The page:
- For any questions involving calculation, the number of significant figures of your answer should be equal to or one more than the number of significant figures of the raw value used in the calculation with the least number of significant figures. If you are in doubt, give your answer to 3 significant figures. You should show all workings and do not skip any important steps. You must also write the correct unit for the final answer if it is not provided. You are not allowed to write extra solutions or answers. If you do so and any of the answers or solutions is wrong, marks will be deducted. For a calculation question which requires you to use your answer from the previous question, even if your answer for the previous question is wrong and you use it for this question causing your answer for this question to be wrong, usually you will still get full marks for this question as long as your calculation for this question is correct. This is known as 'error carried forward'.
- For questions that require explanation or description, your answer must be very detailed. You are advised to answer in complete sentences so that your answer can be easily understood. The number of marks allocated for the question usually shows the number of points needed in your answer. 1 mark is given for each correct point. Do not miss out any important points in your answer. You are allowed to write extra points in your answer, but you must be careful not to write any points with wrong facts. Marks will only be given for the correct points. For points that are irrelevant but does not contain wrong facts, no mark will be given or deducted. However, for points that contain wrong facts, marks may be deducted.
- For questions that do not require explanation or description, write the answer straight away. You need not answer in complete sentences. The number of marks allocated for the question usually shows the number of answers needed. If the question states the number of answers you have to write, then you are not allowed to write extra answers. If you do so, marks may not be given for the extra answers, and marks may be deducted if any of them is wrong. If the question does not state the number of answers you have to write, you are allowed to write extra answers, but you must be careful not to write any answer with wrong facts. Marks will only be given for the correct answers. For answers that are irrelevant but does not contain wrong facts, no mark will be given or deducted. However, for answers that contain wrong facts, marks may be deducted.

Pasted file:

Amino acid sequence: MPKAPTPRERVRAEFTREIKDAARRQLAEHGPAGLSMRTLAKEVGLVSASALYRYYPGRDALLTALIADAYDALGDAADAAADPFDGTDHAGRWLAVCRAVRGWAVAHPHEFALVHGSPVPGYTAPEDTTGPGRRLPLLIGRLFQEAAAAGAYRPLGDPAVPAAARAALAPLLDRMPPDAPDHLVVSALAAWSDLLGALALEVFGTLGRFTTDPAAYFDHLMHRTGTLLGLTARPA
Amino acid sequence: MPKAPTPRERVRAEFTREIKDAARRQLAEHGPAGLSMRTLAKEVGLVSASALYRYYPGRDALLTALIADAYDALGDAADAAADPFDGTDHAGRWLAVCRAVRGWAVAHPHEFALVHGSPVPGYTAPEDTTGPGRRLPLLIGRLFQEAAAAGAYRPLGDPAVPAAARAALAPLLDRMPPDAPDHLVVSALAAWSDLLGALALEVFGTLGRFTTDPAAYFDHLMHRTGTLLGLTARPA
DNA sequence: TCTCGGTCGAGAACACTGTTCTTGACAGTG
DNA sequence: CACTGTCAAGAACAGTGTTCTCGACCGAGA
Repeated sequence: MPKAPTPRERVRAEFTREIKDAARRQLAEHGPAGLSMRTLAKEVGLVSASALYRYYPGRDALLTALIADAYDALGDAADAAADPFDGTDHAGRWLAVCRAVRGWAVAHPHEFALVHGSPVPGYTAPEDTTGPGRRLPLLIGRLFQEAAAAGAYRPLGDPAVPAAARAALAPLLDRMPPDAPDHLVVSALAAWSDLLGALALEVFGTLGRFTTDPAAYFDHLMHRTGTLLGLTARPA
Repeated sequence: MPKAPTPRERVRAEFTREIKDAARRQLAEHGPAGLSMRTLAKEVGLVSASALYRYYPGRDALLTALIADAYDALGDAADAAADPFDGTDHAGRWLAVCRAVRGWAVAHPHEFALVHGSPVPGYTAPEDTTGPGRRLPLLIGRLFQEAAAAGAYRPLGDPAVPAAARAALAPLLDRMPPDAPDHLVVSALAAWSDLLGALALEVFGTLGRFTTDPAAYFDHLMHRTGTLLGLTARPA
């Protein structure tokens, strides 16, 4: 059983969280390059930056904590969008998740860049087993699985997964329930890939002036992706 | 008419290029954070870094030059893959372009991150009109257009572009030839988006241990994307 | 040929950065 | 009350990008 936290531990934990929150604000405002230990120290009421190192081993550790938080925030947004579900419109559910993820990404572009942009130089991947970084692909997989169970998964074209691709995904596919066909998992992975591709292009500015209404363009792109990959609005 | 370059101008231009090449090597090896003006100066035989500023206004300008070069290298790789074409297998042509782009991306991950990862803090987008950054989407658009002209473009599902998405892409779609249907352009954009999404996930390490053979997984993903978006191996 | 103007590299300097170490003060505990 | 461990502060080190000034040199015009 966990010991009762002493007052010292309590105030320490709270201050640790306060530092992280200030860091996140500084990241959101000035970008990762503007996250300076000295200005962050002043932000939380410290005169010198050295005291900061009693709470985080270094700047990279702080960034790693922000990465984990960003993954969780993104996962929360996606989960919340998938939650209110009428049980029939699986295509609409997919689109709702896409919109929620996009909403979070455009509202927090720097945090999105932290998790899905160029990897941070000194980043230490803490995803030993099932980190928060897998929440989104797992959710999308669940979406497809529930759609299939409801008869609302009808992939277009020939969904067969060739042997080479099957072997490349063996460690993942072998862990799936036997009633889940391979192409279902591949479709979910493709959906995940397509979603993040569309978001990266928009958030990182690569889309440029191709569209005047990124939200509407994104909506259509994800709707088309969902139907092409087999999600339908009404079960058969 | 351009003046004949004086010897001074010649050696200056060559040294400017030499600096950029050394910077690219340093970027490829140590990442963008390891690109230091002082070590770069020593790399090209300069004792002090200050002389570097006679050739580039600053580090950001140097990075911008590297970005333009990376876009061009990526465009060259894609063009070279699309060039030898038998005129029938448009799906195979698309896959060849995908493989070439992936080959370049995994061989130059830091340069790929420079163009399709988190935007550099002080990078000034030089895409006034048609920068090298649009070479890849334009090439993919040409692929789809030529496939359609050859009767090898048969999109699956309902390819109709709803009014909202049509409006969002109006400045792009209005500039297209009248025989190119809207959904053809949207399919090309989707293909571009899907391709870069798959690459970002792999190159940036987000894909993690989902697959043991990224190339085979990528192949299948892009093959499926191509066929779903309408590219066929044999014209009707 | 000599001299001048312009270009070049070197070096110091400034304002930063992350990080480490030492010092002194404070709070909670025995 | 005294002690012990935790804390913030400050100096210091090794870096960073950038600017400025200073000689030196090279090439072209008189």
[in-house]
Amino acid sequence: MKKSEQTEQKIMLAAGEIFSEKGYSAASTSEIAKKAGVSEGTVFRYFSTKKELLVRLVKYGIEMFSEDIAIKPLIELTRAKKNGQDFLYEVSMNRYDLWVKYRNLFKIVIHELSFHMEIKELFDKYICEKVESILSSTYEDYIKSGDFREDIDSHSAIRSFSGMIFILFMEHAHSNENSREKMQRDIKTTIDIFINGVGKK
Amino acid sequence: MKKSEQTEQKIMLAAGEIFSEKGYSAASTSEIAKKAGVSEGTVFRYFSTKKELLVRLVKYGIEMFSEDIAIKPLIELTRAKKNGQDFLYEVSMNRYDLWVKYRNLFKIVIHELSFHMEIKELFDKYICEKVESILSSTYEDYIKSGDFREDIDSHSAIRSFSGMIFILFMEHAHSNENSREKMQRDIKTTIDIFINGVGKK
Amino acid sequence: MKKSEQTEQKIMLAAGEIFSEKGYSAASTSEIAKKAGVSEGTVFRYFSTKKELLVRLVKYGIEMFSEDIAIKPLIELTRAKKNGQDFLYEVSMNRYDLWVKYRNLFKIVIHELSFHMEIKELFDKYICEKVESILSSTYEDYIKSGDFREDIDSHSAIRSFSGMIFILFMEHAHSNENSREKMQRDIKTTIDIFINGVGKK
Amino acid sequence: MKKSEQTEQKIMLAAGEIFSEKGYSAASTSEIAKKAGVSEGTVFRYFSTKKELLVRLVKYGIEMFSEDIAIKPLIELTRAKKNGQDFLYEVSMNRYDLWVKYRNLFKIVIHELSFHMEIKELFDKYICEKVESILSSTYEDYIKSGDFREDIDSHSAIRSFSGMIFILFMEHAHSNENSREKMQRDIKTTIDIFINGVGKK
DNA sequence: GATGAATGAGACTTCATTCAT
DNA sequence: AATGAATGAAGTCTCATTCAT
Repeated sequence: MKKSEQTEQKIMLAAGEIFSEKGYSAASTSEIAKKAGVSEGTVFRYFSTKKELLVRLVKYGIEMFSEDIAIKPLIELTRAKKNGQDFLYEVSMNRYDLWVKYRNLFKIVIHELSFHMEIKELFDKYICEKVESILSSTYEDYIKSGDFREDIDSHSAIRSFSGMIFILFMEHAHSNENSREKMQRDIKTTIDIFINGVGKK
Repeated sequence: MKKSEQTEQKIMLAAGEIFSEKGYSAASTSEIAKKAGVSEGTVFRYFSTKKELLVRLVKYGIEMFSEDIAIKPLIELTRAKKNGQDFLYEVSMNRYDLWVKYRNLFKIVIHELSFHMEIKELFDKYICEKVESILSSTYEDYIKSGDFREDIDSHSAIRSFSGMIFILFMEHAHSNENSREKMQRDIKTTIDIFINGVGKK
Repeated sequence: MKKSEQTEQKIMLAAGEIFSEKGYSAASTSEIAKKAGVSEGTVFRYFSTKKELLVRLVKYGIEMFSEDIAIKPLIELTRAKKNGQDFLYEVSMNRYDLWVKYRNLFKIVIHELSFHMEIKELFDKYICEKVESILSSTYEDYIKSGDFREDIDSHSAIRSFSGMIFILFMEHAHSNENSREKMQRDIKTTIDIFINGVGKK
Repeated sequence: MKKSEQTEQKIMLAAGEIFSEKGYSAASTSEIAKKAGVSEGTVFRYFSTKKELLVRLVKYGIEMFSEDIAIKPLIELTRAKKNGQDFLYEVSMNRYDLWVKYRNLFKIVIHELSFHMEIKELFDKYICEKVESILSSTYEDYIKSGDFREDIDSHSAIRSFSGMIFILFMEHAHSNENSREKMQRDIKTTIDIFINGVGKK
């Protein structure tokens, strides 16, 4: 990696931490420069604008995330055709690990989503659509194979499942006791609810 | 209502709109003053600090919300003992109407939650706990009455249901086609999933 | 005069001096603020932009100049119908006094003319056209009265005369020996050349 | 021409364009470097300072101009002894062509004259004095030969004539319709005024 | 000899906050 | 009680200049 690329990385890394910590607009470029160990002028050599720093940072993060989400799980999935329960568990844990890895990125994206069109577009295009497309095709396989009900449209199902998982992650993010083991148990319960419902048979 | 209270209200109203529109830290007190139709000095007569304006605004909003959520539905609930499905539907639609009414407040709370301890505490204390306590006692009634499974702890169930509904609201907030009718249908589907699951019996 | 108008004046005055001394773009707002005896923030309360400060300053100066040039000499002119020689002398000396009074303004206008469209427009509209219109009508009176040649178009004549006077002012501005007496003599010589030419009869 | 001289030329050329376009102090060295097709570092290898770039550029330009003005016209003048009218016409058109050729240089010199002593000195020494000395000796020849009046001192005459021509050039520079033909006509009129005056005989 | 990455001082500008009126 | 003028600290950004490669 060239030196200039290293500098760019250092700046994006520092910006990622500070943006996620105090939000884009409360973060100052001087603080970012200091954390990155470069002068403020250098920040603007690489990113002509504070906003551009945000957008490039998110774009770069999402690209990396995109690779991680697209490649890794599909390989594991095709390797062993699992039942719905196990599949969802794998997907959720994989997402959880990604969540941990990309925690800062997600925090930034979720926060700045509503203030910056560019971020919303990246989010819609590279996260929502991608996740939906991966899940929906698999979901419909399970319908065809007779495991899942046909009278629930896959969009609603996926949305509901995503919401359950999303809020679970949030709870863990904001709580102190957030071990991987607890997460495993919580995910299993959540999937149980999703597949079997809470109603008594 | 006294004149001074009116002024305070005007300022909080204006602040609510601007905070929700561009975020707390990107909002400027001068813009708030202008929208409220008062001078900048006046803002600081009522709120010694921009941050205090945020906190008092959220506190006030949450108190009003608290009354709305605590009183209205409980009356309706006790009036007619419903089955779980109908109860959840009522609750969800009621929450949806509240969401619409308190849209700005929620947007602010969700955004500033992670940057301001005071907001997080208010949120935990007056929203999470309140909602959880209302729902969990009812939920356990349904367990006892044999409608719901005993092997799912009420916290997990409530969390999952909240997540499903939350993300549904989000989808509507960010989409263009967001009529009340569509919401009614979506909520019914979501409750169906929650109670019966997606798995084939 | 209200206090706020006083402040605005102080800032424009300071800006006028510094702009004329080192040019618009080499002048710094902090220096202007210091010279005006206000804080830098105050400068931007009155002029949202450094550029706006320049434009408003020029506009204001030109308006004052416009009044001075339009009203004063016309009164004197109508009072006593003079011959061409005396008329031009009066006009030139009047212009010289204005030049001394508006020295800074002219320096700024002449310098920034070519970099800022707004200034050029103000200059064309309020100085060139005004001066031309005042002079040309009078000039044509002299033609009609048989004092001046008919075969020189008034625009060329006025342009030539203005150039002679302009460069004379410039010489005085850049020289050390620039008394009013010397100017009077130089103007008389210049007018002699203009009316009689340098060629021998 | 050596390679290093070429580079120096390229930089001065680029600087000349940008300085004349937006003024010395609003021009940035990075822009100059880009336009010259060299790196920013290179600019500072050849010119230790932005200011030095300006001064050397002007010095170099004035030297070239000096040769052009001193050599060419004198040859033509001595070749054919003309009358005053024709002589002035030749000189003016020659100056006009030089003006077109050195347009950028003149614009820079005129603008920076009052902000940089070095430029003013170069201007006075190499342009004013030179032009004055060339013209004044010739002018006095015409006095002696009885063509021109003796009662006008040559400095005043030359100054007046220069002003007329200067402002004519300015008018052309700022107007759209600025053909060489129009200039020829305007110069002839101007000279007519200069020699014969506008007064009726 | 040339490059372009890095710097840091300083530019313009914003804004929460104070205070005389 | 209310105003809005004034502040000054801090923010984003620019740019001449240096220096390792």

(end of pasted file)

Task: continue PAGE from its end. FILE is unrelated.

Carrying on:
- When drawing diagrams, make sure that all important details are included in the diagram you draw. You have to label correctly all parts in the diagram. Your diagram should be clear and neat.
- When plotting graph, draw both the horizontal and vertical axis on the graph paper correctly. Label both axis correctly and state the unit (if any). Use a suitable scale for both axis and do not use any odd scales such as 3:10. Both the x-axis and y-axis need not start from 0 (unless otherwise stated by the question). The scales should be chosen such that the points plotted on graph cover at least half of the graph paper. Plot all points on the graph accurately. The points should be accurate to half a small square. For all the points, their diameter should not be larger than half a small square. Then, draw the correct straight line or curve. When drawing the straight line or curve, it should pass through as many points on the graph as possible, all the points should be close to it and the number of points above and below the line or curve should be almost equal. However, usually one or more points on the graph are anomalous, which should be ignored when drawing the straight line or curve. The line or curve should not be deviated to accommodate them.
- For the question which asks you to suggest the reason for the anomalous points on the graph, common reasons are that a particular measurement is done before or after the moment it should be done, the actual value of a quantity is higher or lower than the measured value, incomplete oxidation/reduction, incomplete decomposition, loss of water/chemical, a compound has decomposed or other similar reasons. Note that these are only the general answers, but you have to give more specific answers based on the question.


Tips for other CIE AS and A Level subjects can be found here:

http://daniellimjj.blogspot.com/2014/09/complete-tips-for-cie-as-and-level.html

51 comments:

  1. Wow.. tq for the great tips..

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  2. You're so kind and helpful . If i happen to get good results in my a level exam . It'd certainly be u to be on much help ! All the best to u in ur future undertakings. Best wishes

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  3. Sir can u provide me wid conputer science a levels tips???

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    Replies
    1. Sorry, I did not take Computer Science in A Level, so I am unable to provide you with any tips.

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    2. Do you have notes for English As and Methametics As?

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    3. Sorry, I do not have notes for English and Mathematics.